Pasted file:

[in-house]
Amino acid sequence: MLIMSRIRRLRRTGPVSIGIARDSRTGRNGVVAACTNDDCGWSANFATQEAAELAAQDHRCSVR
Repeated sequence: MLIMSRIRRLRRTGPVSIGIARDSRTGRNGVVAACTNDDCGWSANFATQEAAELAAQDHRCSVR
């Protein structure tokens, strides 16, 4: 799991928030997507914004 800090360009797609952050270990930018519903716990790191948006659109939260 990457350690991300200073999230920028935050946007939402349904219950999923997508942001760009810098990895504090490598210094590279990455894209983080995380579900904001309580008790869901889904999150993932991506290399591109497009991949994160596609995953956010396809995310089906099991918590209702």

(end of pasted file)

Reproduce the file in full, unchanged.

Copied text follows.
[in-house]
Amino acid sequence: MLIMSRIRRLRRTGPVSIGIARDSRTGRNGVVAACTNDDCGWSANFATQEAAELAAQDHRCSVR
Repeated sequence: MLIMSRIRRLRRTGPVSIGIARDSRTGRNGVVAACTNDDCGWSANFATQEAAELAAQDHRCSVR
């Protein structure tokens, strides 16, 4: 799991928030997507914004 800090360009797609952050270990930018519903716990790191948006659109939260 990457350690991300200073999230920028935050946007939402349904219950999923997508942001760009810098990895504090490598210094590279990455894209983080995380579900904001309580008790869901889904999150993932991506290399591109497009991949994160596609995953956010396809995310089906099991918590209702």